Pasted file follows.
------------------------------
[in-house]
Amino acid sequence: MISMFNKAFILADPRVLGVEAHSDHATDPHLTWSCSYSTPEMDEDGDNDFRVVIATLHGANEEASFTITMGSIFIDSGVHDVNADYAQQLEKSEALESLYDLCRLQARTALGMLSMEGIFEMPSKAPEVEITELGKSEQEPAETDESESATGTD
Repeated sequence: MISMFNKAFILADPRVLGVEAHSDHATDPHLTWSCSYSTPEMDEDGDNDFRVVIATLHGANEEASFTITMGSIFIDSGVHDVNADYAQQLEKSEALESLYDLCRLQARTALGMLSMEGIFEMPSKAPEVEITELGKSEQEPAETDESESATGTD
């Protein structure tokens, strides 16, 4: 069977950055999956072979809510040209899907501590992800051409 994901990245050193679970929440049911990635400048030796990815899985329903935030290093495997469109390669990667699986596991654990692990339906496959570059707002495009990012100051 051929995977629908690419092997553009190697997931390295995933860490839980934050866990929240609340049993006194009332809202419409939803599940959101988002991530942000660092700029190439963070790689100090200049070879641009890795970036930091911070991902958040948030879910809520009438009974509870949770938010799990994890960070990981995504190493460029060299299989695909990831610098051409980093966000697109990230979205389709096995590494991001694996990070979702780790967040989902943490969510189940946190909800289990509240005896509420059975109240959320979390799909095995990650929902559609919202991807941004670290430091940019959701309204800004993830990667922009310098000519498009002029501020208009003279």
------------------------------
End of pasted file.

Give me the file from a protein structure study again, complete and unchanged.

[in-house]
Amino acid sequence: MISMFNKAFILADPRVLGVEAHSDHATDPHLTWSCSYSTPEMDEDGDNDFRVVIATLHGANEEASFTITMGSIFIDSGVHDVNADYAQQLEKSEALESLYDLCRLQARTALGMLSMEGIFEMPSKAPEVEITELGKSEQEPAETDESESATGTD
Repeated sequence: MISMFNKAFILADPRVLGVEAHSDHATDPHLTWSCSYSTPEMDEDGDNDFRVVIATLHGANEEASFTITMGSIFIDSGVHDVNADYAQQLEKSEALESLYDLCRLQARTALGMLSMEGIFEMPSKAPEVEITELGKSEQEPAETDESESATGTD
């Protein structure tokens, strides 16, 4: 069977950055999956072979809510040209899907501590992800051409 994901990245050193679970929440049911990635400048030796990815899985329903935030290093495997469109390669990667699986596991654990692990339906496959570059707002495009990012100051 051929995977629908690419092997553009190697997931390295995933860490839980934050866990929240609340049993006194009332809202419409939803599940959101988002991530942000660092700029190439963070790689100090200049070879641009890795970036930091911070991902958040948030879910809520009438009974509870949770938010799990994890960070990981995504190493460029060299299989695909990831610098051409980093966000697109990230979205389709096995590494991001694996990070979702780790967040989902943490969510189940946190909800289990509240005896509420059975109240959320979390799909095995990650929902559609919202991807941004670290430091940019959701309204800004993830990667922009310098000519498009002029501020208009003279």